Online Reputation

Use caution when posting personal health information

Jane Forbes has spent a lot of time teaching her four teenage sons how to manage their severe hemophilia A. But lately, she’s been concerned about a trickier problem—whether her sons should discuss their health conditions on social networking sites.

Although Forbes sees value in getting support from others online, the Los Angeles nurse is concerned about who might want information about her sons for less-than-benevolent reasons.

“Adult home care representatives have been on my children’s Facebook pages. They’re trying to make a connection so they can start soliciting their business when they’re 18,” Forbes says. She’s also concerned that friends and followers on social networking sites may not be who they say they are.

Forbes’ concerns are justified. People are sharing more of their lives online these days. But wise users are careful with what they share. Here are several ways to make sure your online comments about your health don’t create a problem later:

Protect your privacy. When you start using social media sites, adjust your privacy settings to limit outsiders’ access, advises Jay Buerck, the St. Louis-based chief operating officer of Online Rep Management, which helps people improve their online images. Only let your family and close friends peer into your profiles on these sites—by “protecting” your tweets on Twitter so that only approved followers can see what you post, for example, or by restricting your profile settings on Facebook so that minimal personal information is visible to people who are not your friends.

Think before you click. “Once you post something online, you have to expect that it could go to a very wide audience that you have no control over,” says Scott Sobel, president of Media & Communication Strategies, a crisis communications and reputation management firm in Washington, DC. “Be careful with what you put out there, including your private communication that can be discoverable during legal processes.”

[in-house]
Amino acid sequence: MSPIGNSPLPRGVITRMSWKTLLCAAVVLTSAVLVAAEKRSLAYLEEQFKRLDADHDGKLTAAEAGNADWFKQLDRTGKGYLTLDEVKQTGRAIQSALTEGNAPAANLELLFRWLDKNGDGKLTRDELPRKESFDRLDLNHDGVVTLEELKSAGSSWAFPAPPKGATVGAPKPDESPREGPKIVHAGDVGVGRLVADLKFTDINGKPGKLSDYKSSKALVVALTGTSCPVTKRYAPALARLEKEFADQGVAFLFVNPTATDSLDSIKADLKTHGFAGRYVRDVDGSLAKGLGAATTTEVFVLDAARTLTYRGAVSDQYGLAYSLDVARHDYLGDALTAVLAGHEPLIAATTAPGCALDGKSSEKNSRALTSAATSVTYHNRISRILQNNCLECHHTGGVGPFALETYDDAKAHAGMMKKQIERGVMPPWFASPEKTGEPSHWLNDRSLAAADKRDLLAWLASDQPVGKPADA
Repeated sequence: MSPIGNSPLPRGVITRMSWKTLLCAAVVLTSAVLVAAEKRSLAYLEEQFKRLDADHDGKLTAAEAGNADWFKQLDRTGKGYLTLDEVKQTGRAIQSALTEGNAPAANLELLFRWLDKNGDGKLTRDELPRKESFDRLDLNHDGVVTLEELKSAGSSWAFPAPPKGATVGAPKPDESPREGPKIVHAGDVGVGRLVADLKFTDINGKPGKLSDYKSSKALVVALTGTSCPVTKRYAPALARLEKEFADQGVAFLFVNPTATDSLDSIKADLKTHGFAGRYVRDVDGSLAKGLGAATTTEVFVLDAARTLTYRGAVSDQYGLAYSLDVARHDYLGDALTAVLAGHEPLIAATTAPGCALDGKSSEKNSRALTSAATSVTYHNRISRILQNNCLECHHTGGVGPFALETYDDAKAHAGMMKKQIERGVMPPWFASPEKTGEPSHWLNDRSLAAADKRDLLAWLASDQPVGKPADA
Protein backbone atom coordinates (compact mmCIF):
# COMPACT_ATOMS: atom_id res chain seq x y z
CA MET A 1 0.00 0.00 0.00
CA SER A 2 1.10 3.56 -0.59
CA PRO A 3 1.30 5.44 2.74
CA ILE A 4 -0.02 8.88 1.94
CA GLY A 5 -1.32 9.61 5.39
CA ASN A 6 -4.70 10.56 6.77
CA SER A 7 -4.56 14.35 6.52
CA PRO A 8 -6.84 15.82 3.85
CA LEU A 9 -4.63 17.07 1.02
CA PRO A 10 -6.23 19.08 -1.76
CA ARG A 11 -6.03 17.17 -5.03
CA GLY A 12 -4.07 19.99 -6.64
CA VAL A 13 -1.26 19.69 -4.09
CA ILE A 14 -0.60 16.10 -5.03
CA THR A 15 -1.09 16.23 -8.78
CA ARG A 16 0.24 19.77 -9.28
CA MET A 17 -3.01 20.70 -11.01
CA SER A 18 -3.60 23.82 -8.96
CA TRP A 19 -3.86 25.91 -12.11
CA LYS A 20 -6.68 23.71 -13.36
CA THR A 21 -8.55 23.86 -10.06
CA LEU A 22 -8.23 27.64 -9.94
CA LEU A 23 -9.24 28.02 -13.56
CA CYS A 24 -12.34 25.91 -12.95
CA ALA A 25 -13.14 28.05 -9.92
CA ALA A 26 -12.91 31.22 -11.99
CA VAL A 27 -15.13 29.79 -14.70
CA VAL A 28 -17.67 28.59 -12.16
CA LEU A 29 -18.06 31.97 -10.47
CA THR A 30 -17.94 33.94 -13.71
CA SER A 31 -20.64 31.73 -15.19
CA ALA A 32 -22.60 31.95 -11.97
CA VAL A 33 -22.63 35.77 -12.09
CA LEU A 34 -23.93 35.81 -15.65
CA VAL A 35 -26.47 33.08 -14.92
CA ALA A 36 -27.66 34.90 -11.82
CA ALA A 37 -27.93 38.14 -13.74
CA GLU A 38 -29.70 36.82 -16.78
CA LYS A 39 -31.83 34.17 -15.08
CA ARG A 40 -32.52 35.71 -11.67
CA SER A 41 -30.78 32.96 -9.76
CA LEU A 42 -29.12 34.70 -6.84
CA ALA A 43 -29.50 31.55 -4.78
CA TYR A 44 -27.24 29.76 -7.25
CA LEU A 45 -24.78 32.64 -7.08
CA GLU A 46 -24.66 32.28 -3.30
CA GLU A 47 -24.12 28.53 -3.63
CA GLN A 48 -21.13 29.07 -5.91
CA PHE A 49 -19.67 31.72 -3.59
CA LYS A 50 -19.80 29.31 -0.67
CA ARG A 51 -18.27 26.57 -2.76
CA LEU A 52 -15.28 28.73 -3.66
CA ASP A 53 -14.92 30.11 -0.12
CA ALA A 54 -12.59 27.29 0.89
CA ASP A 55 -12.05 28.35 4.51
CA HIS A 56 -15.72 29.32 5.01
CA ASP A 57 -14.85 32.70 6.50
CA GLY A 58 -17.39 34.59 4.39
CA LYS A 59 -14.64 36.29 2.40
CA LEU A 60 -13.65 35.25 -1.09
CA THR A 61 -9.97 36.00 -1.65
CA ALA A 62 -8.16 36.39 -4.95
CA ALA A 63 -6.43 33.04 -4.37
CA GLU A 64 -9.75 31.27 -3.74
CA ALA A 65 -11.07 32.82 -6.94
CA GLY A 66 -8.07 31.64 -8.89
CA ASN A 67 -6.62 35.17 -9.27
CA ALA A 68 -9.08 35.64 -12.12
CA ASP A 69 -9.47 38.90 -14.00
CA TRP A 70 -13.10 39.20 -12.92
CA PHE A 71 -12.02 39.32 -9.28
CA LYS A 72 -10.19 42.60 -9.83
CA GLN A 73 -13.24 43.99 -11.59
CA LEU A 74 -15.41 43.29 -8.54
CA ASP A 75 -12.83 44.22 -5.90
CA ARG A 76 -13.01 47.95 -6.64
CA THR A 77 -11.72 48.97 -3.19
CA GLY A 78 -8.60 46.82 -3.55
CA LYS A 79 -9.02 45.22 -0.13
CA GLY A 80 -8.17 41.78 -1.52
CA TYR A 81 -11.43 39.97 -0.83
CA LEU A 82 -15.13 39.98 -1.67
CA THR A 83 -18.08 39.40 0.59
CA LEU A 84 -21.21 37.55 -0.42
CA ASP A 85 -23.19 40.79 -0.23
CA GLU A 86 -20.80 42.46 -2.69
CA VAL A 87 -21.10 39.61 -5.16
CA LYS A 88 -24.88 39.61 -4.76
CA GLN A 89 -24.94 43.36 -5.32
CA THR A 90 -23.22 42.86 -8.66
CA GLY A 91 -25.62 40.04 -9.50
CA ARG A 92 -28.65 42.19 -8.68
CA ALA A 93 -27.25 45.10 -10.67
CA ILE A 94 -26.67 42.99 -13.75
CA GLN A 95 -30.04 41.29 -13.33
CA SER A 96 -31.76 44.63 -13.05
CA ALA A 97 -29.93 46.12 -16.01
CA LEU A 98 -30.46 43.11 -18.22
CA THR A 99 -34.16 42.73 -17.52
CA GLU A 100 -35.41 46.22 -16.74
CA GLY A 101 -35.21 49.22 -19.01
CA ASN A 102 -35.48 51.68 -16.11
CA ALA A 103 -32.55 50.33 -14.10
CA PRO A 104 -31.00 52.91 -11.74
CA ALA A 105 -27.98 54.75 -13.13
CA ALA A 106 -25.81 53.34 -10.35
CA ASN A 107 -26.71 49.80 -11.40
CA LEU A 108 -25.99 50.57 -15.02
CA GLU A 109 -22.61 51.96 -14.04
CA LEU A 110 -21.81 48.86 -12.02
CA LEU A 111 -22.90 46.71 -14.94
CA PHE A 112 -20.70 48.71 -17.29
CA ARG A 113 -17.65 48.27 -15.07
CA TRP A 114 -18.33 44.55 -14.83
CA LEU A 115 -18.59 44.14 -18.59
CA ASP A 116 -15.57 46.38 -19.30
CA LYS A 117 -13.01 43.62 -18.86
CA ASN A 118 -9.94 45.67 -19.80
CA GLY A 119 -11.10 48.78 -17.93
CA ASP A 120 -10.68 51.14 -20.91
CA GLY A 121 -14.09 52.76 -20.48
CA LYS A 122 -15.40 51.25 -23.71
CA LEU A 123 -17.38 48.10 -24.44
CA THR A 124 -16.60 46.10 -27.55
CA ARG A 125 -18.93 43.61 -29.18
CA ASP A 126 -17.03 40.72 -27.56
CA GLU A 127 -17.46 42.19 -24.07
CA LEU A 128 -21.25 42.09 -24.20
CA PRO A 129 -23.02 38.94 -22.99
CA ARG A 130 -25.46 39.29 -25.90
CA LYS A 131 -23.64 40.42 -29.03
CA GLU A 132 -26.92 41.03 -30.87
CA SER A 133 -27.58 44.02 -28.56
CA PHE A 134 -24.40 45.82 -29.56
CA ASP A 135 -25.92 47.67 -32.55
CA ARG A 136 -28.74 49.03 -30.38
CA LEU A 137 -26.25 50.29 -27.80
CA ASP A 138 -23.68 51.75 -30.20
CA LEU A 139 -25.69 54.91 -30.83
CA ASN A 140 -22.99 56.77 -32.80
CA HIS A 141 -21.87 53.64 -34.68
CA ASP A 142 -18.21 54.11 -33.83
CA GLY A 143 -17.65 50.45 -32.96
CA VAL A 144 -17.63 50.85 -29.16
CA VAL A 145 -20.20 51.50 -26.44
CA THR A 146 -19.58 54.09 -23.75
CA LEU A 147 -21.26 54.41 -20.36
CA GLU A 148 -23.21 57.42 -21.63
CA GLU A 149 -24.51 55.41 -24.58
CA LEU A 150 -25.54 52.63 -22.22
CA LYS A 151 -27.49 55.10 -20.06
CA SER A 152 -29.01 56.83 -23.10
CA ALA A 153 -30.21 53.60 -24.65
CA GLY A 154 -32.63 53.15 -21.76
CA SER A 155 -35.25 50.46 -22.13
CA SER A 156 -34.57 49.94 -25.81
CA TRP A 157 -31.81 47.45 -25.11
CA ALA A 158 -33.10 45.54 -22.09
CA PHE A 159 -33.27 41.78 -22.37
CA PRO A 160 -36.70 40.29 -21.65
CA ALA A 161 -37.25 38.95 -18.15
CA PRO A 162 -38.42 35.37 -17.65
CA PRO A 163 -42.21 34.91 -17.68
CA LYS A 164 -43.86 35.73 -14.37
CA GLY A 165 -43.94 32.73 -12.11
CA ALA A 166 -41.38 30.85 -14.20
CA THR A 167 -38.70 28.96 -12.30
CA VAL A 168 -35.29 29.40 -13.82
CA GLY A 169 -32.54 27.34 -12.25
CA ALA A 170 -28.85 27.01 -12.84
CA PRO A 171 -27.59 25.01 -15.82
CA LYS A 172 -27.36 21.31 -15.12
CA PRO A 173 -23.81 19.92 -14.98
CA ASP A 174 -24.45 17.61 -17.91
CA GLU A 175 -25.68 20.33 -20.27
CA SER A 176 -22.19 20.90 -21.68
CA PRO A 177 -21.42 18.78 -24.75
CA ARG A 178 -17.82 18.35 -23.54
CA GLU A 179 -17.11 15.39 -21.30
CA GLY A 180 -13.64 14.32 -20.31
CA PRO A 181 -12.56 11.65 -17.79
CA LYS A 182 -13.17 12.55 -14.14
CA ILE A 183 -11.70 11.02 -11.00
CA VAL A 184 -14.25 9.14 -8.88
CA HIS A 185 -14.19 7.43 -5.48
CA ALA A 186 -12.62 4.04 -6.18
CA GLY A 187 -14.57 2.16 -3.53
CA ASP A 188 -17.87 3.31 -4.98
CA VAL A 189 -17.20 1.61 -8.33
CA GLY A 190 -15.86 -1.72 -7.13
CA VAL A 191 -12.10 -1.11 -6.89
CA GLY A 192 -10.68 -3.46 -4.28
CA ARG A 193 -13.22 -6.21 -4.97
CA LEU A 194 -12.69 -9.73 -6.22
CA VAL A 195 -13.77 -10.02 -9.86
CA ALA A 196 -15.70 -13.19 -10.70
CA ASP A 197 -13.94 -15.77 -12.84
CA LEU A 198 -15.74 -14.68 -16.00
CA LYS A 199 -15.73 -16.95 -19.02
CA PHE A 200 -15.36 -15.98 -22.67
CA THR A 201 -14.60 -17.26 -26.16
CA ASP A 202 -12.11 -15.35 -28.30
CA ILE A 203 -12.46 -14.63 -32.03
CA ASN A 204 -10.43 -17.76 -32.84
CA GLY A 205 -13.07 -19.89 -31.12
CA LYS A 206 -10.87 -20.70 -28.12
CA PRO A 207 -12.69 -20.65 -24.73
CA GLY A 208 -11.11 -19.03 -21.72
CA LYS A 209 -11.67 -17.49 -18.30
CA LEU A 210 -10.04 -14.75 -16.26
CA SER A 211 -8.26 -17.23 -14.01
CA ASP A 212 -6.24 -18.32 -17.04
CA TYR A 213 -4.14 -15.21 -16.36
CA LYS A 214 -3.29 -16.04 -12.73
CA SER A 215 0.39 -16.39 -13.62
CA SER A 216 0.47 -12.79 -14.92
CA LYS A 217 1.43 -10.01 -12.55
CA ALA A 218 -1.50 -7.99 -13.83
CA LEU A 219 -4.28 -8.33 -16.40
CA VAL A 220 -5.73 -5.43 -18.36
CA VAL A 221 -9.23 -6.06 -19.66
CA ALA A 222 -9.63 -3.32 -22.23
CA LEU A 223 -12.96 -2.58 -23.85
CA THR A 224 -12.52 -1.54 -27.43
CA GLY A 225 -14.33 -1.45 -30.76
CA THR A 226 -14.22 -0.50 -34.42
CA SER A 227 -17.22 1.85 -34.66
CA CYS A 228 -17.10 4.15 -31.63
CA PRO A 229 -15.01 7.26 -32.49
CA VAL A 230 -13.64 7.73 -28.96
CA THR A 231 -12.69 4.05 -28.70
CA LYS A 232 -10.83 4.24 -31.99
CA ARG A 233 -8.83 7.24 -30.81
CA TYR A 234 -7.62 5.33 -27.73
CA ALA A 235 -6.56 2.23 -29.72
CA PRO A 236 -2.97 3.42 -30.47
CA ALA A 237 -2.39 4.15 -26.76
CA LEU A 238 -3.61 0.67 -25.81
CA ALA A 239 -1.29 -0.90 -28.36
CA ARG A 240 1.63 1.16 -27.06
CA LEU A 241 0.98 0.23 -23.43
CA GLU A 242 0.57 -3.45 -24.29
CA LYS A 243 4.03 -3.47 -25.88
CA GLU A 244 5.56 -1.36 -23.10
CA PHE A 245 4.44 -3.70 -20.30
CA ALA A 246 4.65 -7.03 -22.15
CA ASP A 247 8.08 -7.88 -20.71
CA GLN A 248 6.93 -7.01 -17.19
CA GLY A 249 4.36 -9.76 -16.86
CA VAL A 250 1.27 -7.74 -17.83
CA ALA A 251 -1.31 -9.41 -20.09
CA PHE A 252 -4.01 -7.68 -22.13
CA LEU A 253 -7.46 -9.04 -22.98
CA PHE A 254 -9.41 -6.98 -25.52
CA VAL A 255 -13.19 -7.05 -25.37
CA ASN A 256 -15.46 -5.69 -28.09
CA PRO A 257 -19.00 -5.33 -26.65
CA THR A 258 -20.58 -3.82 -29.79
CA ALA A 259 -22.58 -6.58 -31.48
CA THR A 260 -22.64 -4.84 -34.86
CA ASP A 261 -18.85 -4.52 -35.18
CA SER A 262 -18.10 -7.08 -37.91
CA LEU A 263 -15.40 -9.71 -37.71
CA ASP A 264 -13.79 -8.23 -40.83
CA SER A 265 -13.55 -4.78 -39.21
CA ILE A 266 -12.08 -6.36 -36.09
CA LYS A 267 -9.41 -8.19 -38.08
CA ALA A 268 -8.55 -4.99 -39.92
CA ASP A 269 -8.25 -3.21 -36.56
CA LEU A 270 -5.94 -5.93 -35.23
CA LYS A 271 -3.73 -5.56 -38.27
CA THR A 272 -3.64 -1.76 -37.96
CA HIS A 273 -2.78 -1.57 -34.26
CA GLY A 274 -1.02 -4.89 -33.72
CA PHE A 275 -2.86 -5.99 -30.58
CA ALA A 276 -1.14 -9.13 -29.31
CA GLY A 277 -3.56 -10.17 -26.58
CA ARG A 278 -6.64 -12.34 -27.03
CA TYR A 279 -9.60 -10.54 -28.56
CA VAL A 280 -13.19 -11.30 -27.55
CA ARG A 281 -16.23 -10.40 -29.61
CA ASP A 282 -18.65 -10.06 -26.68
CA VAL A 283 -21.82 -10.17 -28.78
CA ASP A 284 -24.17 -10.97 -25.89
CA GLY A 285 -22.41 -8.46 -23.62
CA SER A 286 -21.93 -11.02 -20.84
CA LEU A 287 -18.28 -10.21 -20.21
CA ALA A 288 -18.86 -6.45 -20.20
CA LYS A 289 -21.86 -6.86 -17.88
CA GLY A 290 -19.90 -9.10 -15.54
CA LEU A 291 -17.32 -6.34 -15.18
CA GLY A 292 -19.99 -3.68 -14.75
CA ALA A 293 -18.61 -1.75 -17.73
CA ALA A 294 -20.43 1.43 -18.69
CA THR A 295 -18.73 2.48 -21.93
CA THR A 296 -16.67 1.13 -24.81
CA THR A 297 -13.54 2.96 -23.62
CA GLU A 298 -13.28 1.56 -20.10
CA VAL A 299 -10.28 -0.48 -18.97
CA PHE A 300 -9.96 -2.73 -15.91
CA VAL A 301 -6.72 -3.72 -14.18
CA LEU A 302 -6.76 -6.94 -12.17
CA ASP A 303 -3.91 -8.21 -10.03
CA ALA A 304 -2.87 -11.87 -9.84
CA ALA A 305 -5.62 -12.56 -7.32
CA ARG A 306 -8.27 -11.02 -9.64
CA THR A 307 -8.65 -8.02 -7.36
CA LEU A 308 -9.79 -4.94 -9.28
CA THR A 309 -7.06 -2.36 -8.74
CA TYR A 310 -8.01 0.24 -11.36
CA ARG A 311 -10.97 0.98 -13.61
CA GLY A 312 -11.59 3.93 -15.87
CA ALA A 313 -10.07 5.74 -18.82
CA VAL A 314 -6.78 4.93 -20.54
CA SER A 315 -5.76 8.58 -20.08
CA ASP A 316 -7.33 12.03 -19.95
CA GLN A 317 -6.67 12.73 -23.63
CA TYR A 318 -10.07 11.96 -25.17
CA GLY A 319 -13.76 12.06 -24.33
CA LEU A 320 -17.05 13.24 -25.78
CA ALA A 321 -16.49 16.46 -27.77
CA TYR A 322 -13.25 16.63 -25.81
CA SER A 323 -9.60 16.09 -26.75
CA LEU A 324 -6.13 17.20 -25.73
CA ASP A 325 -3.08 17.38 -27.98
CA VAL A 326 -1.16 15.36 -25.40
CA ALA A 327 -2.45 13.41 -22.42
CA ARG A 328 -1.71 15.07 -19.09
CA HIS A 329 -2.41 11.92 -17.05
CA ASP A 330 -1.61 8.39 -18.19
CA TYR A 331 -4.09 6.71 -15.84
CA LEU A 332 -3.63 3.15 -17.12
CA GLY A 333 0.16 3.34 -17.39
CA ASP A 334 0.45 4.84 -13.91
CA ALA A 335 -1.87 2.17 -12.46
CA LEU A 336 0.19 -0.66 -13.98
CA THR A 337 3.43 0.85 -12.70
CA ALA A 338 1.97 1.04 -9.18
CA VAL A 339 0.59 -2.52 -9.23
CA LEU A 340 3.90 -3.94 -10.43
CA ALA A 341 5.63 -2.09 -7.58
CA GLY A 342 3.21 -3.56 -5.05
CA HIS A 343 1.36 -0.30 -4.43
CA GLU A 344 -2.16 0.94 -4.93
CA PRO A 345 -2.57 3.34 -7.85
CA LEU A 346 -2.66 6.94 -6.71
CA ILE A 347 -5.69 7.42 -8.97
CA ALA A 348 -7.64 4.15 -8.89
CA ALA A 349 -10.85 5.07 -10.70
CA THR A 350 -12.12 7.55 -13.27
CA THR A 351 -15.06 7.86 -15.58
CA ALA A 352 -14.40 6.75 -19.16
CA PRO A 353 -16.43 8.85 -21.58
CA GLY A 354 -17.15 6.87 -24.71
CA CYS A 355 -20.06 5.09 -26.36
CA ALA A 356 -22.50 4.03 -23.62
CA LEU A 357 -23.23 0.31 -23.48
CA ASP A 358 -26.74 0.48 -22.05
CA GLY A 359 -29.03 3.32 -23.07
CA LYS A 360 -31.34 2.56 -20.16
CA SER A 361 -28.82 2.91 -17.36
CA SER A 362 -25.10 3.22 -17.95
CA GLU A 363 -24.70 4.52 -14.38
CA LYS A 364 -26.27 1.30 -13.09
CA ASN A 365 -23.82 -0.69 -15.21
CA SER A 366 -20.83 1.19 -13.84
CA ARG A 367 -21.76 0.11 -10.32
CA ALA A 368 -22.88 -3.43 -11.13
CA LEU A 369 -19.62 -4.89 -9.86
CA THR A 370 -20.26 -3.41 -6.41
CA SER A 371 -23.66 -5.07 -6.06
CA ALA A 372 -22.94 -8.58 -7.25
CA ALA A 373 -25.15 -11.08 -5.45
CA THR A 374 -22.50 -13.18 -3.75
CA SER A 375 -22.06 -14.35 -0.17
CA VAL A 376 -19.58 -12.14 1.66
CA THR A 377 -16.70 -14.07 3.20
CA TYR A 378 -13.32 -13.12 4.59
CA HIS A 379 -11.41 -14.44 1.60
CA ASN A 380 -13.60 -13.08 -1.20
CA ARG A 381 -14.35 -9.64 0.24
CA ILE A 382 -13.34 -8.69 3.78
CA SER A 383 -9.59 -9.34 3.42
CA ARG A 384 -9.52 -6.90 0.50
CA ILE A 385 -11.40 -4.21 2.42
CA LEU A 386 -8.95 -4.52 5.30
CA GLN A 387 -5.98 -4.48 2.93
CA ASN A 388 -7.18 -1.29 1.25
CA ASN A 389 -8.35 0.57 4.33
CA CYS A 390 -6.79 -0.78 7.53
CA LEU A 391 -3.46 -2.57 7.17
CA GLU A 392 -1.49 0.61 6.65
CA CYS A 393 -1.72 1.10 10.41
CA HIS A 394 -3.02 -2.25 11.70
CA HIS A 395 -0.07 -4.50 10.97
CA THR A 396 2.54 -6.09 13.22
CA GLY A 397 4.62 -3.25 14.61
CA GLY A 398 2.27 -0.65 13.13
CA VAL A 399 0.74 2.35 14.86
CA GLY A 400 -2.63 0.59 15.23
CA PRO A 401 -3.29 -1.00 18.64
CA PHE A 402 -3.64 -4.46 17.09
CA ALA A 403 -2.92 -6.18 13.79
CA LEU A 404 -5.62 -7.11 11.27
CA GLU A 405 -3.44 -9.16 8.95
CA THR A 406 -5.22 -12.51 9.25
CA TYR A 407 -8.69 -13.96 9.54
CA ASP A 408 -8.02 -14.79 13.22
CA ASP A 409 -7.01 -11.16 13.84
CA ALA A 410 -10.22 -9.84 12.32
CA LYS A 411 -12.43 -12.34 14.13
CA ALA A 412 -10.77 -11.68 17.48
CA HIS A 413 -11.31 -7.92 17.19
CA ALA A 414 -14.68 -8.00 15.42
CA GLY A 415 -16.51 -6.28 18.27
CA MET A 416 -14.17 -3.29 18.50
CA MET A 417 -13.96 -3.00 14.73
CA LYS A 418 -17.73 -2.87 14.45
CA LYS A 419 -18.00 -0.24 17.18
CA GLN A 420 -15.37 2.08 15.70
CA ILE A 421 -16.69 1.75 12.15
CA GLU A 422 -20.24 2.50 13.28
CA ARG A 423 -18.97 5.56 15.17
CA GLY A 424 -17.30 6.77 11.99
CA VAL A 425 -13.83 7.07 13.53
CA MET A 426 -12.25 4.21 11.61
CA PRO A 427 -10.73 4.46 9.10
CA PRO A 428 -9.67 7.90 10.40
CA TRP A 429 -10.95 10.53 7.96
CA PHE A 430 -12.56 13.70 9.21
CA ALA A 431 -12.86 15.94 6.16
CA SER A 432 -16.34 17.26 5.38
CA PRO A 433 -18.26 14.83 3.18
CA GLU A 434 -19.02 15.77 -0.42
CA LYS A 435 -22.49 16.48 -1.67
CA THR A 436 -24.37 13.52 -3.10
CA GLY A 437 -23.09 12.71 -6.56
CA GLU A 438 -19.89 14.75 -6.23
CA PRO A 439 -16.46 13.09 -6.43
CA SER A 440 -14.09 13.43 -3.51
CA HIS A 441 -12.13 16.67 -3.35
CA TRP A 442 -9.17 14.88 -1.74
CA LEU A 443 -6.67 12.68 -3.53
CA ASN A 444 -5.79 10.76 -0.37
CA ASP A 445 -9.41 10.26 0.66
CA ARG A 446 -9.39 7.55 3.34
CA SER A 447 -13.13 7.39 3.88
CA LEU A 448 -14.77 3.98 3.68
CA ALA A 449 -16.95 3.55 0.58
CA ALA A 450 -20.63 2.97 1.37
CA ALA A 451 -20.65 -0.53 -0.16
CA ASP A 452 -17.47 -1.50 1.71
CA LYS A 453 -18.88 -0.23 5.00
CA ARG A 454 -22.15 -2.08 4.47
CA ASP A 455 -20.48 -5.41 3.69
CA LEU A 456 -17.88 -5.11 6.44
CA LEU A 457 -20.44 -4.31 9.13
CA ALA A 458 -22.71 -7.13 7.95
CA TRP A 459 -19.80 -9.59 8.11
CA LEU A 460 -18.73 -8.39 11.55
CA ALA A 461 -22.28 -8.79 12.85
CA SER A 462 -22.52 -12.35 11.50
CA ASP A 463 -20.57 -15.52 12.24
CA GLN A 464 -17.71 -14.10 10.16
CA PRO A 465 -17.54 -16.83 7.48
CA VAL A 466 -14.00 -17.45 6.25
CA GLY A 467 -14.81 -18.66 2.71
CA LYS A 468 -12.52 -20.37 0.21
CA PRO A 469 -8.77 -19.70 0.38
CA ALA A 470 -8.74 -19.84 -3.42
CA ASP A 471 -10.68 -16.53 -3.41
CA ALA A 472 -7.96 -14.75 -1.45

And it’s not strictly social networking sites you should worry about. Choose your words with care when you discuss your health on online forums or message boards, when you leave comments about businesses on review sites like Yelp, or when sharing information about yourself on dating sites.

Stay positive. If you have a bleeding disorder and want to discuss it online using your name, try to portray it in an upbeat way, suggests Nikki Means, CEO of Project Socialize, a Cincinnati, Ohio, social media marketing company. That means not talking about needing sick days, which might not go over well with a current or future employer. A better approach: Share ideas about how people with bleeding disorders can be productive at work.

Be wary of strangers. If a stranger asks to “friend” you—and your only common interest is bleeding disorders—take time to think through the possible ramifications of accepting the invitation, says Forbes. Consider whether the person is someone you want to have access to the details of your private life.

With proper precautions beforehand, you can protect your reputation online and enjoy the benefits of connecting with people near and far.

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